Bamba is a rail-thin 7-footer with a 7’9 wingspan (seriously) and good defensive instincts. He also seems to accept his offensive destiny as a lob-catching, pick-setting, modern big. He has expressed interest in developing a jump shot and becoming a stretch five – and even has a pretty nice jumper – but doesn’t seem a threat to pull a Dwight Howard and demand touches. He’s also a really intelligent kid off the floor with high character. That doesn’t always translate onto the court, but it doesn’t hurt.

Worst Case: A sane JaVale McGee

Best Case: A bigger, badder, better version of Nerlens Noel who can actually score from outside of 18 inches

4. DeAndre Ayton – 7’0 Center – Arizona (Freshman)

Ayton has been on the radar longer than Bamba and is generally considered to have a greater upside. He is 7’0, 240 pounds of chiseled teenager and moves very fluidly. He also has pretty nice touch and mechanics on his jump shot, especially for someone of his size/age. There is very little he can’t do on a basketball court.

Why is he fourth then? Two reasons: he tends to blend in with the other players on the court and go with the flow, and he occasionally shows poor instincts on both ends of the floor. Rebounding will never be a problem, but in terms of protecting the rim, he is often out of position, at least compared to Bamba, who’s a more natural shot blocker. Ayton also seems like a threat to become a perimeter-oriented player on offense, focusing on threes instead of setting picks and rim-running. On the other hand, he has the talent to do both, which would make him really scary.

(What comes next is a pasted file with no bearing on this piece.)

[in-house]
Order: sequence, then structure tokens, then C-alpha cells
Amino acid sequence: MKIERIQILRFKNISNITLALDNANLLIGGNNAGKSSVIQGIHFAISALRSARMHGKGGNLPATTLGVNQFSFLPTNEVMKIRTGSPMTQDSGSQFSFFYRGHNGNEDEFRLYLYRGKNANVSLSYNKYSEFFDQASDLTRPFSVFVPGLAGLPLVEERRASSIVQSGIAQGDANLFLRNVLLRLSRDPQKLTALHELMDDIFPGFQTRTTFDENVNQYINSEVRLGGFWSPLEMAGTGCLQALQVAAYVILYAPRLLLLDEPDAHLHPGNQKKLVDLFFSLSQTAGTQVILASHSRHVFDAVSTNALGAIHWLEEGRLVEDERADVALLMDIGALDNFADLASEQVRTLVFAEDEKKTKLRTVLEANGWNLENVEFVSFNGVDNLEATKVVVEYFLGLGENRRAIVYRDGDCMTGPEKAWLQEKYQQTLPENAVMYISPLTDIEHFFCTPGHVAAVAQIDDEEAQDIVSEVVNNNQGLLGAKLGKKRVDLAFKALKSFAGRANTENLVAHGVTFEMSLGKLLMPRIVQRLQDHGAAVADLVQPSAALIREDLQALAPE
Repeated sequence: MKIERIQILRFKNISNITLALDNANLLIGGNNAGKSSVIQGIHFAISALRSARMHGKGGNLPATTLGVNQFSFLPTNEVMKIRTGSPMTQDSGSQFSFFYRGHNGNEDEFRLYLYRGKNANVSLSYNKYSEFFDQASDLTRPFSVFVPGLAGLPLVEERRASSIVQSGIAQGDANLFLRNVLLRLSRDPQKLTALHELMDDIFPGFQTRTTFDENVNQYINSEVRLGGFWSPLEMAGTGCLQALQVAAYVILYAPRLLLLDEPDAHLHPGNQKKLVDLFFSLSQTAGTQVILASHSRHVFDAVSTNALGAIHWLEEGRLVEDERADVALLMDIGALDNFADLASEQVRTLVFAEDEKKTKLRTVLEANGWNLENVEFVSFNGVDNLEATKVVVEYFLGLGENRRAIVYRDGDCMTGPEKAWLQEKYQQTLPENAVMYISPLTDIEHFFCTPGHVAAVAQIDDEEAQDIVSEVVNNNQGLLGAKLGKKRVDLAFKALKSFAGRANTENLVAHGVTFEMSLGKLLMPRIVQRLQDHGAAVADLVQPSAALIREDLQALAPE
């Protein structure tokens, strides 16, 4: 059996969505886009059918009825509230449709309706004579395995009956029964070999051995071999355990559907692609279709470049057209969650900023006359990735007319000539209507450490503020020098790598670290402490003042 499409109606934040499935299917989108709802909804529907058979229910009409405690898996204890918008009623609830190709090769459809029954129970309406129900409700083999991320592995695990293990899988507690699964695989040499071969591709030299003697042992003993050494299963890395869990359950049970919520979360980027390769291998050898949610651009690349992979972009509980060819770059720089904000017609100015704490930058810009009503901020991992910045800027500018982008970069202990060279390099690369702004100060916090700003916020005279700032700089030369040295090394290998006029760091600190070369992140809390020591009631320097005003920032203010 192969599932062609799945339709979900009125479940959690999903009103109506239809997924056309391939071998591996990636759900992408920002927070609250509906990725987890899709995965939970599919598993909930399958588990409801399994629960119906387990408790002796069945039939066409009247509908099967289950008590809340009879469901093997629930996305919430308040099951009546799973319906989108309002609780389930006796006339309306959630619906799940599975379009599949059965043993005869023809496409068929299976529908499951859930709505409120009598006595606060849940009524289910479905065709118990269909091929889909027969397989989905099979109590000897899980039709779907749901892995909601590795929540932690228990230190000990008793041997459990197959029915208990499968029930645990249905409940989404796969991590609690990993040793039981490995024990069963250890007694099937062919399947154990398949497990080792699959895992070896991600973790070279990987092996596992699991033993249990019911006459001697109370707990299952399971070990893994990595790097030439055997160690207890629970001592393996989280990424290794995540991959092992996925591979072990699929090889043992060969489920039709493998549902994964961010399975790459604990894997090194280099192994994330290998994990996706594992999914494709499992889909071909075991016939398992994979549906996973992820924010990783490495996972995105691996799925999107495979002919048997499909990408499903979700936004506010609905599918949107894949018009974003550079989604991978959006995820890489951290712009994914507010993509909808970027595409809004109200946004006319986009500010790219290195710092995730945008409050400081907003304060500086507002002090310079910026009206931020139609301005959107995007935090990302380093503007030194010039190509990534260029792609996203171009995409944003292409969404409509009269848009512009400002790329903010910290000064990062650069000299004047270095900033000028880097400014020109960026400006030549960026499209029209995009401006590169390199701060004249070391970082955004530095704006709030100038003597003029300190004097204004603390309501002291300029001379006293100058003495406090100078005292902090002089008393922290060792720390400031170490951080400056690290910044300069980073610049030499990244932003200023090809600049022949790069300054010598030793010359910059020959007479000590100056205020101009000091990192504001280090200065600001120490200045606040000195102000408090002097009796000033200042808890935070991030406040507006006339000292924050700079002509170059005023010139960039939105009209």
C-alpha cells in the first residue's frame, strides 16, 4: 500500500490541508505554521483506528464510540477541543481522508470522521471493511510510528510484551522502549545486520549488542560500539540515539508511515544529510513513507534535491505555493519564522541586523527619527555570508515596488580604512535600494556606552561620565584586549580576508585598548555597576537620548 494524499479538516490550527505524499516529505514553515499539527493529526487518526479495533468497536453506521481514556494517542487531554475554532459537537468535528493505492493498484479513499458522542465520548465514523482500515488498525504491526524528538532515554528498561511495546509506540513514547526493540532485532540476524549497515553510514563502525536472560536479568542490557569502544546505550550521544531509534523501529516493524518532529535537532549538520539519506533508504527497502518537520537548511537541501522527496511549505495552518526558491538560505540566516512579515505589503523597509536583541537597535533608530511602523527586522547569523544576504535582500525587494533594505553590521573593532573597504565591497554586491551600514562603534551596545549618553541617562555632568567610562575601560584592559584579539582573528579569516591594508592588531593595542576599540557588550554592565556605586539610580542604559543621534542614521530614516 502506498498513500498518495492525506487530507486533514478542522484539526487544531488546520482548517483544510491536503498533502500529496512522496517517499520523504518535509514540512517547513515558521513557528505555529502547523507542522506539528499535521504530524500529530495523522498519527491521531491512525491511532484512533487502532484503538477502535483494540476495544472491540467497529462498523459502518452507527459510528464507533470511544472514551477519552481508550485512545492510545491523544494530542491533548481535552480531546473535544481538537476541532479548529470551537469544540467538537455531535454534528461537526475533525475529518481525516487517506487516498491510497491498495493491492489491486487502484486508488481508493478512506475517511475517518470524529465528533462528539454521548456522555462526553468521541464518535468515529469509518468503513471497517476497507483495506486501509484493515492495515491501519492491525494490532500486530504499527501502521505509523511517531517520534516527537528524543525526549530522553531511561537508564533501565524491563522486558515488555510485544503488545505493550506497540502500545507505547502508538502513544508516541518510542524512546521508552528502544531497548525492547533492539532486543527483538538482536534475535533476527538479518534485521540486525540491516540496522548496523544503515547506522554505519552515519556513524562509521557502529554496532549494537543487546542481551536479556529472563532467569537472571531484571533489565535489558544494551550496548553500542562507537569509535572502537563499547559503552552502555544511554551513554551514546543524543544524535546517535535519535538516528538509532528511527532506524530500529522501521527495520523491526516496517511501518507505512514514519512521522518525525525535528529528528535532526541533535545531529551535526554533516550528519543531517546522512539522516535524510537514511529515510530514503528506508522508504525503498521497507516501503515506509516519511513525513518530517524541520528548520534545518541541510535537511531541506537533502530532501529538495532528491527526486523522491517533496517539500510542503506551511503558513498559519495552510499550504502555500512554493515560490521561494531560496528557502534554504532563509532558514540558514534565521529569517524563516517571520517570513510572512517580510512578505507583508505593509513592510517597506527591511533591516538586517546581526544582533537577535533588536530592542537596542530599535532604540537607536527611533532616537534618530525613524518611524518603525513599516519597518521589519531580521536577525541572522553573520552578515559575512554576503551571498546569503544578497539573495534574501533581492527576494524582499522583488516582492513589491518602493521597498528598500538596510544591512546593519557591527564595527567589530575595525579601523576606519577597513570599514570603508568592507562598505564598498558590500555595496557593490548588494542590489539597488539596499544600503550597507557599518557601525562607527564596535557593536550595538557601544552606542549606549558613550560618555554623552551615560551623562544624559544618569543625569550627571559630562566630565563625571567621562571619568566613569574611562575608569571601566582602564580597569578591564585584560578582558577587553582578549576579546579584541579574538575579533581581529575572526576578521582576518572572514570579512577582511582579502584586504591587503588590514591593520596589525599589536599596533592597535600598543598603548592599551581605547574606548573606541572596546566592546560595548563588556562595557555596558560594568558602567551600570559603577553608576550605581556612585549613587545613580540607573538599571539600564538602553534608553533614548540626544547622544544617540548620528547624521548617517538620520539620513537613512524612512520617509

Worst Case: A less engaged Andre Drummond

Best Case: Peak Dwight Howard w/ a jumper or Karl Towns w/ better D or a modern Hakeem (sky is literally the limit)

5. Robert Williams – 6’9 PF/C – Texas A+M (Sophomore)

Congress just passed a rule that you can’t mention Williams without including DeAndre Jordan in the same sentence. They both went to Texas A+M and play a very similar game. The main difference between the two is that DeAndre Jordan is 2 1/2 inches taller and has a bigger frame. Still, Williams’ 7’4 wingspan and grown man physicality should be enough to mitigate the difference. Like Jordan, he’s also a tremendous athlete who excels at catching lobs and grabbing rebounds. He probably could have been a top ten pick in the 2017 Draft, and if he continues to improve next year, a top five spot isn’t out of the question as long as teams aren’t scared away by a non-shooting center who’s barely 6’9 WITH shoes on.

Worst Case: Bismack Biyombo

Best Case: DeAndre Jordan or Tristan Thompson

6. Trevon Duval – 6’3 Point Guard – Duke (Freshman)

In case you haven’t noticed, the league has been dominated by point guards for a couple of years now, and it’s hard to imagine a draft happening without at least one (in addition to Doncic, a quasi-PG) being taken in the top six. Duval is long (6’9 wingspan), athletic, skilled, and  – despite the fact that he will be attending Duke – looks like a good fit for the modern league. Duval is a little like the anti-Isaiah Thomas: he’s long, bouncy, athletic, and good at defense, but lacks shooting touch and superior finishing ability around the basket. Somewhat similar to De’Aaron Fox, Duval is also clearly reminiscent of Derrick Rose and Russell Westbrook. Once he works out for teams, don’t expect him to slide past #6.